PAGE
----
Still Life Images . . . Found on the Street
I am in my forth month living across the street from the beach, here at Playas de Tijuana. It has been a time of quietly reflecting on life, on where I’ve been, on where I’m going. The work-a-day life is behind me. My time is my own. I am fully ensconced in the second half of life.
The Jungian analyst, James Hollis, has mentioned in several of his books, that in this journey of life, psyche presents us with two large questions. One is for the first half of life, the other for the second half of life. The first is, “What is the world asking of me?” The second question is quite different: “What, now, does the soul ask of me?” It is this second question, that has captured much of my attention for the past several years.
The most important lens you have is your legs.” — Ernst Haas
Walking plays an important role in my reflecting. My soul seems to like walking. It is while walking that we have some of our best conversations. And these conversations are always enhanced by making images along the way. The play of shadow and light is a frequent topic.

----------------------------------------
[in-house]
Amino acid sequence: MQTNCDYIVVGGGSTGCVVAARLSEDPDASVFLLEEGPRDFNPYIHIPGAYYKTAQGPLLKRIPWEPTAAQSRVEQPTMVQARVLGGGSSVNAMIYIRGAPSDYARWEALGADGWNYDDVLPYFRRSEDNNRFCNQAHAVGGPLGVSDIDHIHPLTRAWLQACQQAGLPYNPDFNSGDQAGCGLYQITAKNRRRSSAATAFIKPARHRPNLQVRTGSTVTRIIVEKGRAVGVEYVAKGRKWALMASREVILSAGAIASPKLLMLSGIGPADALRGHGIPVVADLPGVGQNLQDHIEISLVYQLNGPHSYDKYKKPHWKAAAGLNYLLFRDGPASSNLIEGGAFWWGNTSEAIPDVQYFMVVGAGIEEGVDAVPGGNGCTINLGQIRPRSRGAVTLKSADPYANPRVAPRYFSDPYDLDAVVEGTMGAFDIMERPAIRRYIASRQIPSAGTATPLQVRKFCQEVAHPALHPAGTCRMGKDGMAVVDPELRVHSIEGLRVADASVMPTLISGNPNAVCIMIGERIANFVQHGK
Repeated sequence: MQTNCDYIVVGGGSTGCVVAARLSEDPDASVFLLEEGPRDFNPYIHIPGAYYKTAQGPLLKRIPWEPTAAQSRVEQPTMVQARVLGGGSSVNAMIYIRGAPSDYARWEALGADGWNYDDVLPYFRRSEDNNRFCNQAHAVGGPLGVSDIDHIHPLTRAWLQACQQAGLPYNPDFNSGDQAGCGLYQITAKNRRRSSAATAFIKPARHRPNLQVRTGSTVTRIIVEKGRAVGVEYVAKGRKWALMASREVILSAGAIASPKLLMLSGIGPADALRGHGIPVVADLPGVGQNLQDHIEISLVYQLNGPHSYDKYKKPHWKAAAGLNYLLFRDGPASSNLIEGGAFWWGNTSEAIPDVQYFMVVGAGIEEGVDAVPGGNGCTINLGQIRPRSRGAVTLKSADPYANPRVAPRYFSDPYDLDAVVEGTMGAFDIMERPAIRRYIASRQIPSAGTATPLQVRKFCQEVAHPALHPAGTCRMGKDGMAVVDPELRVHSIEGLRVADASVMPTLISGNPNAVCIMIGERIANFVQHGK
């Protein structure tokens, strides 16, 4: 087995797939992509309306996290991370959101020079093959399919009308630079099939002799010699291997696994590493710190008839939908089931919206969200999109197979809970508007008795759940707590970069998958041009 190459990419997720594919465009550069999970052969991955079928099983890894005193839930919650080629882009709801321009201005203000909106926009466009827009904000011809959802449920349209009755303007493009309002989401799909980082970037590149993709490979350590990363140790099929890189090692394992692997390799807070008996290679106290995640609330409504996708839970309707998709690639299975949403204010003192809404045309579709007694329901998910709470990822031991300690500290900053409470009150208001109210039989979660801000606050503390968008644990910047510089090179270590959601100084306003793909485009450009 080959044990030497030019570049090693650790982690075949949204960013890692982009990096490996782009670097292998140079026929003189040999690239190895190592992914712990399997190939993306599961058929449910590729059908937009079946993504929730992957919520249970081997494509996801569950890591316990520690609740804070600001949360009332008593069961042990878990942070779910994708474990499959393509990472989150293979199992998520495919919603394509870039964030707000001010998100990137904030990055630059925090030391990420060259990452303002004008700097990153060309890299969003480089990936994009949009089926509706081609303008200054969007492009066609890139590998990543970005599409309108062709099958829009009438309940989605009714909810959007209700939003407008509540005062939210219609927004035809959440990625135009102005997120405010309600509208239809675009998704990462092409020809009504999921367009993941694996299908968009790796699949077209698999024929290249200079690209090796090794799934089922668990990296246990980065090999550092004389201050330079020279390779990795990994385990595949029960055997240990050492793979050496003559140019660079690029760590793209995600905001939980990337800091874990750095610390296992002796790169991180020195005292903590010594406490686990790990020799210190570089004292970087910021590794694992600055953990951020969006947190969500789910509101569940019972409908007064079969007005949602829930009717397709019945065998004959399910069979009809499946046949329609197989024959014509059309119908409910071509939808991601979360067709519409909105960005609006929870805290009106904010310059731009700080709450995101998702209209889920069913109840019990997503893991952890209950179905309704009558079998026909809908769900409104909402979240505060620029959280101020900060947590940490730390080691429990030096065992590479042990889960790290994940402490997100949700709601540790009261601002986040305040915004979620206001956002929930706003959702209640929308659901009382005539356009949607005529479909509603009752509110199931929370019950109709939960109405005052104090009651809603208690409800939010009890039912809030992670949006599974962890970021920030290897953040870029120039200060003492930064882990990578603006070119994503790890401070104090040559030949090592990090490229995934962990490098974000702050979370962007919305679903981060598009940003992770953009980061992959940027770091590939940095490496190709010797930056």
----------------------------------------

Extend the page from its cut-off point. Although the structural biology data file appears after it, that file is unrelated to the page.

“The soul needs a picture to think. ” — Aristotle
The Still Life has been a significant part my photography from the beginning, some forty years ago. For many years I would choose from my collection of treasures, arranging selected pieces, creating interesting compositions in the studio. These were what I now refer to as, ‘constructed’ still life.
These days I find myself drawn to the ‘found’ still life. The compositions I find while walking. They seem to call out, asking me to pull the iPhone out of my pocket. Truth be told, I know my soul choreographs these joyful encounters. And I am grateful.
“Whether he is an artist or not, the photographer is a joyous sensualist, for the simple reason that the eye traffics in feelings, not in thoughts.” — Walker Evans
So I will continue taking my soul, and my camera, out for daily morning walks. We alternate between the wide sand beaches here, south of the border, and the quiet neighborhood streets. Both hold topics, and images, for our ongoing conversations. I feel enlarged by each and every one. I know with certainty, it is the journey and not the destination. And that is just fine with me.
“Our personal growth can fuel our photography and our photography can fuel our personal growth.” — Brooks Jensen
You can see more of my images, including 40 years of self portraiture, on my website, L. Zongpo Studios. To wide open lenses, and wide open hearts.
As always, I welcome your claps, and comments. Thanks so much.